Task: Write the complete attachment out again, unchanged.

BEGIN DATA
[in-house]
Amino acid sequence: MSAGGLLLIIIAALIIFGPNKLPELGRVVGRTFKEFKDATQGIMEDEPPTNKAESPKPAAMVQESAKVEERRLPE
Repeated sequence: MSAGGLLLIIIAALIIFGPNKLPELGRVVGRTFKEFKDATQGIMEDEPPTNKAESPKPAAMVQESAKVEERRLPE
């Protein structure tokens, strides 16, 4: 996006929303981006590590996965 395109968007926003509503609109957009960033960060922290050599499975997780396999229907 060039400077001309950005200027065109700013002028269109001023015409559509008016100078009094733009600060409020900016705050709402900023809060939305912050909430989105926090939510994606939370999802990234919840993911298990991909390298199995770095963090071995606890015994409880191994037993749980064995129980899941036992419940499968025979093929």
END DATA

[in-house]
Amino acid sequence: MSAGGLLLIIIAALIIFGPNKLPELGRVVGRTFKEFKDATQGIMEDEPPTNKAESPKPAAMVQESAKVEERRLPE
Repeated sequence: MSAGGLLLIIIAALIIFGPNKLPELGRVVGRTFKEFKDATQGIMEDEPPTNKAESPKPAAMVQESAKVEERRLPE
């Protein structure tokens, strides 16, 4: 996006929303981006590590996965 395109968007926003509503609109957009960033960060922290050599499975997780396999229907 060039400077001309950005200027065109700013002028269109001023015409559509008016100078009094733009600060409020900016705050709402900023809060939305912050909430989105926090939510994606939370999802990234919840993911298990991909390298199995770095963090071995606890015994409880191994037993749980064995129980899941036992419940499968025979093929």